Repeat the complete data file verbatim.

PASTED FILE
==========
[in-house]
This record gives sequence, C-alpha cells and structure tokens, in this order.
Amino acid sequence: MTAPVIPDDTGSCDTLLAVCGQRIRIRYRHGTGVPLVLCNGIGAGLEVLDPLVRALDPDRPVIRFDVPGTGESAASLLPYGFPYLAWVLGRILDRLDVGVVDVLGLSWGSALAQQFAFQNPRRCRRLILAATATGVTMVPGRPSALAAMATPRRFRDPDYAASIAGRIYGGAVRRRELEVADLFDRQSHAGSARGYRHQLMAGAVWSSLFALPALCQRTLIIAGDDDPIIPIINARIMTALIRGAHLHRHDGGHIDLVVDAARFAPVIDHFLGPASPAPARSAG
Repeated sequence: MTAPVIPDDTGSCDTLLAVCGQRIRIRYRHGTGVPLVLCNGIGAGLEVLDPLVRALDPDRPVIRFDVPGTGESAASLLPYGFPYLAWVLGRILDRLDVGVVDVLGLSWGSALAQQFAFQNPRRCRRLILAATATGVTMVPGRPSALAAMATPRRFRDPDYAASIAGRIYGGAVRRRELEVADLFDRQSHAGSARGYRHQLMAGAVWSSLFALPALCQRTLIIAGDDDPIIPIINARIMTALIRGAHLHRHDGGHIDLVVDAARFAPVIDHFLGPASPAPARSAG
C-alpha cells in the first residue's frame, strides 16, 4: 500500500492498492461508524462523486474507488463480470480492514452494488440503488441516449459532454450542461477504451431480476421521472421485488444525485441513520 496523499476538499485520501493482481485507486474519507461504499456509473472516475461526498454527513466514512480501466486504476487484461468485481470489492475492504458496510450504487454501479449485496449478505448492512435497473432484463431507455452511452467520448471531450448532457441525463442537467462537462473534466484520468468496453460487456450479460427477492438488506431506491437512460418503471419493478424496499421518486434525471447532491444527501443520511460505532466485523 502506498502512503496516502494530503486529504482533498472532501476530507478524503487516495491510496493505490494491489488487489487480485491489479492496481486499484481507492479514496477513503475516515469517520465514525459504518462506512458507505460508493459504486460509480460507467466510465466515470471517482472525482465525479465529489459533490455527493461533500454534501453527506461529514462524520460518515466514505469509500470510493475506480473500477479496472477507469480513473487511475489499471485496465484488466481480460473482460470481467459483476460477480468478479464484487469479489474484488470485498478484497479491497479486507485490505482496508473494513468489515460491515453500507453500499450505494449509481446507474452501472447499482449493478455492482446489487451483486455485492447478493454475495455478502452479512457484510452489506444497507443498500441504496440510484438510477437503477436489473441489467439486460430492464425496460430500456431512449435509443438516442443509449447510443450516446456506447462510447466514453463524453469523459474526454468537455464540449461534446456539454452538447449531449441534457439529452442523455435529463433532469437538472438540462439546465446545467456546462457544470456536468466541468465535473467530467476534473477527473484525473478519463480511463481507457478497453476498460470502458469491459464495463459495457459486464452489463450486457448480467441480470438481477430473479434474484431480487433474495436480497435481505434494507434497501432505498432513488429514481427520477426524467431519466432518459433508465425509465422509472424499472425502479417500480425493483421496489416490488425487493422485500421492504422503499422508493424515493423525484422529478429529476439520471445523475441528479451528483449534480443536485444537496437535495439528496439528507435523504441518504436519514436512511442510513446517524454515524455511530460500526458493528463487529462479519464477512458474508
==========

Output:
[in-house]
This record gives sequence, C-alpha cells and structure tokens, in this order.
Amino acid sequence: MTAPVIPDDTGSCDTLLAVCGQRIRIRYRHGTGVPLVLCNGIGAGLEVLDPLVRALDPDRPVIRFDVPGTGESAASLLPYGFPYLAWVLGRILDRLDVGVVDVLGLSWGSALAQQFAFQNPRRCRRLILAATATGVTMVPGRPSALAAMATPRRFRDPDYAASIAGRIYGGAVRRRELEVADLFDRQSHAGSARGYRHQLMAGAVWSSLFALPALCQRTLIIAGDDDPIIPIINARIMTALIRGAHLHRHDGGHIDLVVDAARFAPVIDHFLGPASPAPARSAG
Repeated sequence: MTAPVIPDDTGSCDTLLAVCGQRIRIRYRHGTGVPLVLCNGIGAGLEVLDPLVRALDPDRPVIRFDVPGTGESAASLLPYGFPYLAWVLGRILDRLDVGVVDVLGLSWGSALAQQFAFQNPRRCRRLILAATATGVTMVPGRPSALAAMATPRRFRDPDYAASIAGRIYGGAVRRRELEVADLFDRQSHAGSARGYRHQLMAGAVWSSLFALPALCQRTLIIAGDDDPIIPIINARIMTALIRGAHLHRHDGGHIDLVVDAARFAPVIDHFLGPASPAPARSAG
C-alpha cells in the first residue's frame, strides 16, 4: 500500500492498492461508524462523486474507488463480470480492514452494488440503488441516449459532454450542461477504451431480476421521472421485488444525485441513520 496523499476538499485520501493482481485507486474519507461504499456509473472516475461526498454527513466514512480501466486504476487484461468485481470489492475492504458496510450504487454501479449485496449478505448492512435497473432484463431507455452511452467520448471531450448532457441525463442537467462537462473534466484520468468496453460487456450479460427477492438488506431506491437512460418503471419493478424496499421518486434525471447532491444527501443520511460505532466485523 502506498502512503496516502494530503486529504482533498472532501476530507478524503487516495491510496493505490494491489488487489487480485491489479492496481486499484481507492479514496477513503475516515469517520465514525459504518462506512458507505460508493459504486460509480460507467466510465466515470471517482472525482465525479465529489459533490455527493461533500454534501453527506461529514462524520460518515466514505469509500470510493475506480473500477479496472477507469480513473487511475489499471485496465484488466481480460473482460470481467459483476460477480468478479464484487469479489474484488470485498478484497479491497479486507485490505482496508473494513468489515460491515453500507453500499450505494449509481446507474452501472447499482449493478455492482446489487451483486455485492447478493454475495455478502452479512457484510452489506444497507443498500441504496440510484438510477437503477436489473441489467439486460430492464425496460430500456431512449435509443438516442443509449447510443450516446456506447462510447466514453463524453469523459474526454468537455464540449461534446456539454452538447449531449441534457439529452442523455435529463433532469437538472438540462439546465446545467456546462457544470456536468466541468465535473467530467476534473477527473484525473478519463480511463481507457478497453476498460470502458469491459464495463459495457459486464452489463450486457448480467441480470438481477430473479434474484431480487433474495436480497435481505434494507434497501432505498432513488429514481427520477426524467431519466432518459433508465425509465422509472424499472425502479417500480425493483421496489416490488425487493422485500421492504422503499422508493424515493423525484422529478429529476439520471445523475441528479451528483449534480443536485444537496437535495439528496439528507435523504441518504436519514436512511442510513446517524454515524455511530460500526458493528463487529462479519464477512458474508